Reading today about John Cheever:
Which is the kind of detail that grabs your attention.
“No one, absolutely no one, share his life with him.” This is Federico, Cheever’s younger son. “There was no one from whom he could get honest advice. Of course, this state of affairs was very much his own doing, but it must have been hard sometimes.”
— Morris Lurie, The Big Issue, #331, 16-29 June, 2009
For some reason I thought of Hemingway when I read that. Probably because Hemingway had a habit of disowning his children when they disappointed him.
I confess I’ve never tried Cheever: there’s something about the classics that becomes either intimidating or unappealing with enough distance. Though I can’t say where I would’ve put Cheever before today. Now, of course, I’m intrigued.
Hemingway is about as far as I’ve drifted into the white-middle-class-American-male school of literature, & it was only mildly successful. Sure, the man can do an undeniably powerful turn of phrase (to state the bleeding obvious), but then again so much of what he writes is opaque to little white grrls like me.
But when wikipedia mentions that Cheever’s “main themes include the duality of human nature: sometimes dramatized as the disparity between a character’s decorous social persona and inner corruption, and sometimes as a conflict between two characters (often brothers) who embody the salient aspects of both–light and dark, flesh and spirit” — I have to say, I wonder why the hell I’ve never tried him. Here, surely, is a man after my own heart.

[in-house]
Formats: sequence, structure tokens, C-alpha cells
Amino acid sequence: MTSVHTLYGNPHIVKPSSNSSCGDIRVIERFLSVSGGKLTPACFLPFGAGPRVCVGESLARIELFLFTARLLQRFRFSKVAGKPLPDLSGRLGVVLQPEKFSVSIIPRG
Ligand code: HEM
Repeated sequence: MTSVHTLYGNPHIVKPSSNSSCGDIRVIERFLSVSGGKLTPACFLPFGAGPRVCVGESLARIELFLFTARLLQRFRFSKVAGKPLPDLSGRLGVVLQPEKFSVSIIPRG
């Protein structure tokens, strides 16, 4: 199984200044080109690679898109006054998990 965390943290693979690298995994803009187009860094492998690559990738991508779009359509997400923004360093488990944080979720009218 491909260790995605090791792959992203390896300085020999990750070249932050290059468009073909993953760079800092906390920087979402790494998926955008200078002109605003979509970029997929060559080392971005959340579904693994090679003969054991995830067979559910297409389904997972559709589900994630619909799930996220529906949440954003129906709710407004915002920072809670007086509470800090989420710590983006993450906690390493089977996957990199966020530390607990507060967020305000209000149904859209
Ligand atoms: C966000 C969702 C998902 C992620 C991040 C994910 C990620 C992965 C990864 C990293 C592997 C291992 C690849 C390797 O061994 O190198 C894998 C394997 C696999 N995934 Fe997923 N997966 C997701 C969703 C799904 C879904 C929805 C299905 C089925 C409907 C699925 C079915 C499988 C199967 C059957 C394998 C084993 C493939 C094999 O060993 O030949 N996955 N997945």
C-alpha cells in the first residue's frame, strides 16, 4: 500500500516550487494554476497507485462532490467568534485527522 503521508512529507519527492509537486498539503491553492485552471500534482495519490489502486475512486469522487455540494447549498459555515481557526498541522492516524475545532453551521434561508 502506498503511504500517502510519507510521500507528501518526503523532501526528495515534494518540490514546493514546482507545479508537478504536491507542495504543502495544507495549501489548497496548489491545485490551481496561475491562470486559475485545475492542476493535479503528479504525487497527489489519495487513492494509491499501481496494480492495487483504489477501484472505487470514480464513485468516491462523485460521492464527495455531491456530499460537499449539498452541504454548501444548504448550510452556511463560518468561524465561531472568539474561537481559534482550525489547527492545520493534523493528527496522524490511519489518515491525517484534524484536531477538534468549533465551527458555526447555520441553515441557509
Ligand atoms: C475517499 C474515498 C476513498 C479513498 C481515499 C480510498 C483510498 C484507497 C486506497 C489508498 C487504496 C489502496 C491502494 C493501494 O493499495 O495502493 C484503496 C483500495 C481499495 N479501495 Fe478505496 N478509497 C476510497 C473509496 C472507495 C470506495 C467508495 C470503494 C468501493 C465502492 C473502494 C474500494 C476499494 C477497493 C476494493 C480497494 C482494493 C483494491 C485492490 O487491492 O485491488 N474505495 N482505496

By then Cheever’s alcoholism had become severe, exacerbated by torment concerning his bisexuality. Still, he blamed most of his marital woes on his wife, and in 1966 he consulted a psychiatrist, David C. Hays, about her hostility and “needless darkness.” After a session with Mary Cheever, the psychiatrist asked to see the couple jointly; Cheever, heartened, believed his wife’s difficult behavior would finally be addressed. At the joint session, however, Dr. Hays claimed (as Cheever noted in his journal) that Cheever himself was the problem: “a neurotic man, narcissistic, egocentric, friendless, and so deeply involved in [his] own defensive illusions that [he has] invented a manic-depressive wife.” Cheever soon terminated therapy.
Right. Well. There’s always a downside.
Plus, I swear I met that guy.